Organizations, countries, and established networks across the Middle East must work together to protect cultural heritage during armed conflicts, a leading member of the International Centre for the Study of Preservation and Restoration of Cultural Property (ICCROM), has said at a high-level international conference.
Speaking at “Safeguarding Endangered Cultural Heritage”, an initiative by Sheikh Mohammed bin Zayed, Crown Prince of Abu Dhabi and Deputy Supreme Commander of the Armed Forces, and French President Francois Hollande, Zaki Aslan, Director of ICCROM-ATHAR Regional Conservation Centre in Sharjah, said the preservation of heritage sites requires a multi stakeholder approach.
“It is almost preposterous to think that any single agency might have all the solutions to existing problems relates to preserving cultural heritage during times of conflict. This is why the overall approach has to be multi-sectoral and people-centred. We should not limit ourselves to institutional mechanisms but also foster links with established networks and communities in order to engage them in transition and peace building through cultural heritage protection and recovery,” said Aslan.
The two-day “Safeguarding Endangered Cultural Heritage” conference was held under the patronage of the United Nations Educational, Scientific and Cultural Organization (UNESCO), and bought together international experts and representatives of the International Criminal Police Organization (INTERPOL) and other organizations. They discussed ways to prevent the destruction of cultural heritage sites, fight the trafficking of looted artifacts, and create an international fund to restore damaged sites. Moreover, they looked at ways to establish a network of safe havens to store endangered artifacts from conflict zones temporarily.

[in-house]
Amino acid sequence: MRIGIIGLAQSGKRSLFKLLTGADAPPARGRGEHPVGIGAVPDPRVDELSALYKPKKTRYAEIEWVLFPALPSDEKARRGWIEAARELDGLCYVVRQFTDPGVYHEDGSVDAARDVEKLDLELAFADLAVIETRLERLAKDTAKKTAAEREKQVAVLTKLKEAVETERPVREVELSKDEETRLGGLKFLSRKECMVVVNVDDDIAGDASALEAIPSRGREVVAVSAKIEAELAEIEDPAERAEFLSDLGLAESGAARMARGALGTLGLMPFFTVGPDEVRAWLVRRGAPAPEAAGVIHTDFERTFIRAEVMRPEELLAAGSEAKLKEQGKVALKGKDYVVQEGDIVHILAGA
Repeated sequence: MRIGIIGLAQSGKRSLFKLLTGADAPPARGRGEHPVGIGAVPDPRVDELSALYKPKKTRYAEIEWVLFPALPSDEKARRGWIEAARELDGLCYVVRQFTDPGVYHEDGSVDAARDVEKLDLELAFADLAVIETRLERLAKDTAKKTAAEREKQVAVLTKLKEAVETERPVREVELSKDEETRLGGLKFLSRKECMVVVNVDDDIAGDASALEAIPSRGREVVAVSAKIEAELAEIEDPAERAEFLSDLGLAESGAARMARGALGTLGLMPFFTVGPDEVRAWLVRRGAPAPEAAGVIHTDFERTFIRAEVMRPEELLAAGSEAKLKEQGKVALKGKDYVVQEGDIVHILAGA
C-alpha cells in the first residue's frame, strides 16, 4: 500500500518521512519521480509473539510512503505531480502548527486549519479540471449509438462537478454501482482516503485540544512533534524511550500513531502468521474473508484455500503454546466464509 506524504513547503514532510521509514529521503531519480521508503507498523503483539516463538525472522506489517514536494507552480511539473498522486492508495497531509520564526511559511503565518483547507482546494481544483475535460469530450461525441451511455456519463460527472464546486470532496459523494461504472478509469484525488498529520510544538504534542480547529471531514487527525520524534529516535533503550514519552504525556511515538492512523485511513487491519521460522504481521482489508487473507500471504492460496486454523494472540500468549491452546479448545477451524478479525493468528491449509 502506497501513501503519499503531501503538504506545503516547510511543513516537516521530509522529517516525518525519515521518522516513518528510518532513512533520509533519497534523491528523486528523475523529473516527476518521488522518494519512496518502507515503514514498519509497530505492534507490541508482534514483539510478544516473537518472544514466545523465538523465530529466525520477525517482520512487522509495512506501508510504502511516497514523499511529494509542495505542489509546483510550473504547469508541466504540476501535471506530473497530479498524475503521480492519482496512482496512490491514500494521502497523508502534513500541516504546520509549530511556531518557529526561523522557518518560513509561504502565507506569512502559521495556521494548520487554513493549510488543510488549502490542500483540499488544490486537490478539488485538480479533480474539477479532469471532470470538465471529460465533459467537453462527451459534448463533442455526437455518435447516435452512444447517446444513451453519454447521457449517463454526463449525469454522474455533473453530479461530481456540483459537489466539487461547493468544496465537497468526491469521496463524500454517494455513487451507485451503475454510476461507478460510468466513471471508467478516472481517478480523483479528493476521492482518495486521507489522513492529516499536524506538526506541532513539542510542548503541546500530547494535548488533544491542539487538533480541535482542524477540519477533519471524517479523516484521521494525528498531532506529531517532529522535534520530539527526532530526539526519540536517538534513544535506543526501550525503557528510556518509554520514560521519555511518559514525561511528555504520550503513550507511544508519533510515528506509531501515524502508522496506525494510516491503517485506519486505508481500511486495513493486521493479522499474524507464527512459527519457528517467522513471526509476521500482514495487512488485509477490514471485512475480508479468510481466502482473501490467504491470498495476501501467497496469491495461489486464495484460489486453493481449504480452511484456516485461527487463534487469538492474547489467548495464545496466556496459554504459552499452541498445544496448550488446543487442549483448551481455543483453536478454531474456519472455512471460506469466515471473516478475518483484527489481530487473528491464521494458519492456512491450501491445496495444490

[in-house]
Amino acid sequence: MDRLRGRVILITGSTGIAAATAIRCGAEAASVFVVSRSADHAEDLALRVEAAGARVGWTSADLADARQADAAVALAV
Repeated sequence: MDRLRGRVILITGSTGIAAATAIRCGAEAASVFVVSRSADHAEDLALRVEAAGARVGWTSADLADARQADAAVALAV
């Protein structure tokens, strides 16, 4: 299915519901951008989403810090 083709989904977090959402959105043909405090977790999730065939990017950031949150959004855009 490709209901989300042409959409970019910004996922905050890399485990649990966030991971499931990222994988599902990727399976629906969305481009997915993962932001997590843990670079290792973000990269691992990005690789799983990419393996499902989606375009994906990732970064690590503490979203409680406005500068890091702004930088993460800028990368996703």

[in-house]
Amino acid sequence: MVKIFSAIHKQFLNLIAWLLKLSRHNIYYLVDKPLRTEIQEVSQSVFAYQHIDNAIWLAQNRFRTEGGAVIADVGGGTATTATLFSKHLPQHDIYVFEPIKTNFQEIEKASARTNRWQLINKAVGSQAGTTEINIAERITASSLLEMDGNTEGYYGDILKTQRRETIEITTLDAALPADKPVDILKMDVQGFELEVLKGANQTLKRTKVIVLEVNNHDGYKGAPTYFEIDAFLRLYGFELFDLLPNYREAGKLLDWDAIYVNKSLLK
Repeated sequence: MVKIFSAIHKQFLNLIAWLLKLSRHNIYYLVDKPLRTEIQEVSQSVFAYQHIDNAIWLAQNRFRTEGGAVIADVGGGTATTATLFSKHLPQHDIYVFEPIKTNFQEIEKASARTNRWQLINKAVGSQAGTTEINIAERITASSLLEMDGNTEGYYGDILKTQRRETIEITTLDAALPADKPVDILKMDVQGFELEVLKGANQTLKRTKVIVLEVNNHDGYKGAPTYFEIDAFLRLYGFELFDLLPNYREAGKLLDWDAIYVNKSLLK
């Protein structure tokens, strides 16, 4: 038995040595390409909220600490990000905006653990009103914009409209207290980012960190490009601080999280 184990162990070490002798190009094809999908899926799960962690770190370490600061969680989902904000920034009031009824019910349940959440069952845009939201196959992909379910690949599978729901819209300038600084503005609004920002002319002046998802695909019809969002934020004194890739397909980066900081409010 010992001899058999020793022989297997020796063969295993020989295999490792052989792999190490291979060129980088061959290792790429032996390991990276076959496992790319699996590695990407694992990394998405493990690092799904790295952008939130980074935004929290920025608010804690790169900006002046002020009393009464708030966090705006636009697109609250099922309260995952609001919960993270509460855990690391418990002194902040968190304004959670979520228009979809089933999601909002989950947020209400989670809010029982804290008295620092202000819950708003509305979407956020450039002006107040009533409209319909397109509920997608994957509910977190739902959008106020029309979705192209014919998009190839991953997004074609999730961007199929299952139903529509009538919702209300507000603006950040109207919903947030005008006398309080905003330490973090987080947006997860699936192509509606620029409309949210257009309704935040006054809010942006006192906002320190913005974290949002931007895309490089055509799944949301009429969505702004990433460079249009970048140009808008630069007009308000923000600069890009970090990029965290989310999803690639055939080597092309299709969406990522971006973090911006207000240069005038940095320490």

The recent establishment of a regional ICCROM office in Sharjah, UAE, supported by the Ruler of Sharjah Sheikh Sultan Al-Qassimi, has helped tackle these problems throughout the Middle East and North Africa, said Aslan. “Our aim is to develop national capacities similar to our success in Egypt, which bought together a group of experts to create the Egyptian Heritage Rescue Team who not only disseminate knowledge from our leadership courses but are also engaged in our regional work,” he said. One such course at the center was the recent “Regional Leadership Course in First Aid and Risk Management for Cultural Heritage in Times of Crisis” that took place during the month of October.
ICCROM, the only institution of its kind with a worldwide mandate to promote the conservation of all types of cultural heritage, has initiated several dedicated programmes in the Middle East. In 2014, it hosted the Sharjah Initiative, to create national policies and guidelines for risk preparedness and mitigation, which were formerly recognized at the Arab League’s conference of Ministers of Culture in Riyadh last year.